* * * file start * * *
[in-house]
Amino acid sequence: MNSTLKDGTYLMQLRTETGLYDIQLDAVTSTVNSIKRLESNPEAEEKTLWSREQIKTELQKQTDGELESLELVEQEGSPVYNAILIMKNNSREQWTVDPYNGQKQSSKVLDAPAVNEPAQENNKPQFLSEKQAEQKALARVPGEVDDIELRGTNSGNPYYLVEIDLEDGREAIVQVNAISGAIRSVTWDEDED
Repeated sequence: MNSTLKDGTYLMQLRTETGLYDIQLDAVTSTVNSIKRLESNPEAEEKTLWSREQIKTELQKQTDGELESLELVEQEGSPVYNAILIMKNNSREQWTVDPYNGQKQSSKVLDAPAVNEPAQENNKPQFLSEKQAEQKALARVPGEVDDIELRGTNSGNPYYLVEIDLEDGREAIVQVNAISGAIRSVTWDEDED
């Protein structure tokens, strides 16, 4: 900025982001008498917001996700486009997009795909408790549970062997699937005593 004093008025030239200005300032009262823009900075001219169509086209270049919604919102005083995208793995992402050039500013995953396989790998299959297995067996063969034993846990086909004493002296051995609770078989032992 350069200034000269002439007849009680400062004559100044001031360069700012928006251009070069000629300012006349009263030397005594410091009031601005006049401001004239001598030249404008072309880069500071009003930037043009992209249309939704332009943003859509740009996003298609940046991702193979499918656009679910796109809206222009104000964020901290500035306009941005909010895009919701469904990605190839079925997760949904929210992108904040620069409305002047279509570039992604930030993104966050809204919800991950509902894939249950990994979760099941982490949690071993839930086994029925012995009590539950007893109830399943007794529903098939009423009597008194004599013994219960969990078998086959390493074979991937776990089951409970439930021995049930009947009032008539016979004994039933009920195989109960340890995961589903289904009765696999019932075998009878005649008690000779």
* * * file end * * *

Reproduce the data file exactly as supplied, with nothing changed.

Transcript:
[in-house]
Amino acid sequence: MNSTLKDGTYLMQLRTETGLYDIQLDAVTSTVNSIKRLESNPEAEEKTLWSREQIKTELQKQTDGELESLELVEQEGSPVYNAILIMKNNSREQWTVDPYNGQKQSSKVLDAPAVNEPAQENNKPQFLSEKQAEQKALARVPGEVDDIELRGTNSGNPYYLVEIDLEDGREAIVQVNAISGAIRSVTWDEDED
Repeated sequence: MNSTLKDGTYLMQLRTETGLYDIQLDAVTSTVNSIKRLESNPEAEEKTLWSREQIKTELQKQTDGELESLELVEQEGSPVYNAILIMKNNSREQWTVDPYNGQKQSSKVLDAPAVNEPAQENNKPQFLSEKQAEQKALARVPGEVDDIELRGTNSGNPYYLVEIDLEDGREAIVQVNAISGAIRSVTWDEDED
């Protein structure tokens, strides 16, 4: 900025982001008498917001996700486009997009795909408790549970062997699937005593 004093008025030239200005300032009262823009900075001219169509086209270049919604919102005083995208793995992402050039500013995953396989790998299959297995067996063969034993846990086909004493002296051995609770078989032992 350069200034000269002439007849009680400062004559100044001031360069700012928006251009070069000629300012006349009263030397005594410091009031601005006049401001004239001598030249404008072309880069500071009003930037043009992209249309939704332009943003859509740009996003298609940046991702193979499918656009679910796109809206222009104000964020901290500035306009941005909010895009919701469904990605190839079925997760949904929210992108904040620069409305002047279509570039992604930030993104966050809204919800991950509902894939249950990994979760099941982490949690071993839930086994029925012995009590539950007893109830399943007794529903098939009423009597008194004599013994219960969990078998086959390493074979991937776990089951409970439930021995049930009947009032008539016979004994039933009920195989109960340890995961589903289904009765696999019932075998009878005649008690000779």